Over the past two weeks, TargetPoint Consulting conducted a series of statewide surveys in Iowa, New Hampshire, Nevada, and South Carolina on behalf of the Citizens for Responsible Energy Solutions. These surveys examined the current state of public opinion among likely Republican Primary voters on a variety of important political issues, including the 2016 Presidential Election. These results provide a detailed look into the state of the Presidential race in these important early-voting states, while also providing insights into broader 2016 trends.
In the Iowa Caucuses, Scott Walker leads the field as the first choice of 21% of respondents. He leads all candidates by at least 10 points, and Jeb Bush is the only other candidate with double digit support in the state (10%). The numbers also reveal a crowded field behind Walker, as Mike Huckabee (9%), Rand Paul (8%), Ben Carson (7%), and Chris Christie (5%) each have the support of at least 5% of voters. The data also suggests that Walker has benefited from a positive recent media cycle, as a Des Moines Register poll from January 26th through January 29th showed Walker up just one point over nearest-rival Rand Paul.
Interestingly, younger primary voters appear to have considerably different preferences from the rest of Republican caucus-goers. Walker has the support of only 5% of voters aged 18-34, while Paul has the support of 31% of this group.
Early New Hampshire results suggest that the race in the nation’s first primary is even tighter than in Iowa. Jeb Bush leads all likely candidates with 15% of the vote, but Walker (11%) and Paul (10%) are both within five points of the lead. Christie (9%) and Huckabee (6%) round out the state’s top five finishers. These results closely mirror those from the WMUR poll from January 22nd through February 3rd, which showed Bush leading with 17%, Walker in second with 12%, and Paul, Christie, and Huckabee all tied with 9%.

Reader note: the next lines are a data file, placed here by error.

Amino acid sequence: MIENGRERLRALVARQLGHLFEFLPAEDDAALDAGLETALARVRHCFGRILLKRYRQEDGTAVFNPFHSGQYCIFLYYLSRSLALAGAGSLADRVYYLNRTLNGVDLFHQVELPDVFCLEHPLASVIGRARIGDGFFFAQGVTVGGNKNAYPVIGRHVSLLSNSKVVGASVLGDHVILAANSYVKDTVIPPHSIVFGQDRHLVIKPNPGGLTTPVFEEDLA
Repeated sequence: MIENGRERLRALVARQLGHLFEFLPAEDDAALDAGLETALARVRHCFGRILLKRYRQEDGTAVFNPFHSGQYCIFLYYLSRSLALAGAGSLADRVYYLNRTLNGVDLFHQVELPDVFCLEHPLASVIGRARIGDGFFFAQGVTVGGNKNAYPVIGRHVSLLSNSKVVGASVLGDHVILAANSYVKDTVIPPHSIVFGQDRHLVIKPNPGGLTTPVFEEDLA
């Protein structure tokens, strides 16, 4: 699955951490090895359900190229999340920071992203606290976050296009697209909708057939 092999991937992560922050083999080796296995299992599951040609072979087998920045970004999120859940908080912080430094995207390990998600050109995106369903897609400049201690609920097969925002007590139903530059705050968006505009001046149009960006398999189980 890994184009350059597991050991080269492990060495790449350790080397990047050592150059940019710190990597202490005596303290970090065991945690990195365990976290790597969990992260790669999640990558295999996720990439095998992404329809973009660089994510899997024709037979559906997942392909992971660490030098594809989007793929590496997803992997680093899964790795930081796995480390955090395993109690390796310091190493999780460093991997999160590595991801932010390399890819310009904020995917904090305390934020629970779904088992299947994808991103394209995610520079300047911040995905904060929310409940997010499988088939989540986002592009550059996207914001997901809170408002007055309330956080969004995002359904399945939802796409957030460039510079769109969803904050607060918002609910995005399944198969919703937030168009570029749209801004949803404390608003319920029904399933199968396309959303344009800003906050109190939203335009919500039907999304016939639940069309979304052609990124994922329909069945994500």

A closer look at the underlying numbers suggests that the top candidates each have slightly differing bases of support. Among self-identified strong Republicans, Walker is the top pick with 17% of the vote. Jeb Bush is the clear leader among weak Republicans, collecting 22% of their support, followed by 11% for Chris Christie. And the libertarian-leaning Paul finds his strongest support among Independents, where he and Bush each collect 13% of the vote.
The results in Nevada are good news for Walker, who leads the field with 18% of the vote. Bush is close behind with 12%, followed by Paul at 9%. Nevada could also serve as fertile ground for two lesser-discussed candidates, Marco Rubio and Ben Carson, who each receive 7% of the votes in the state. However, in order to gain traction they would likely need to break into Walker’s broad base of support, as he currently leads in all three geographic regions of the state.
Scott Walker also leads the field in the first southern state of South Carolina, where he collects 12% of the vote. However native son Lindsey Graham sits right behind him at 11%, followed closely by Huckabee (10%) and Bush (9%). A recent Gravis Marketing poll that did not include Graham showed Bush leading the race with 18%, suggesting that he has the most to gain if the senior Senator from South Carolina decides against running in 2016. Bush could look specifically to the Southern portion of the state for gains, as Graham currently collects 21% of the vote in this region, compared to Bush’s 5%.
In conclusion, the four polls outline a few broad trends. First, Governor Walker has solidified his status as a serious contender for the nomination, as he leads the race in three of the four states polled. Yet Bush should still be viewed as a top-tier candidate, as he holds a lead in New Hampshire and appears poised to benefit in South Carolina if Senator Graham decides not to enter the race. And while no other candidate can currently match Walker and Bush’s consistent support, with at least 20% of voters in each state undecided, there is ample opportunity for other candidates to make significant gains.
Methodology: The sample size for these surveys is 400 likely Republican caucus/primary voters in Iowa, Nevada, and South Carolina, and 3000 likely Republican primary voters in New Hampshire. All interviews were conducted using live operator phone technology and were conducted by TargetPoint Consulting between January 30th and February 3rd. Cell phone users made up the following percentages of interviews in each poll: 14% in Iowa, 2% in New Hampshire, 31% in Nevada, and 30% in South Carolina.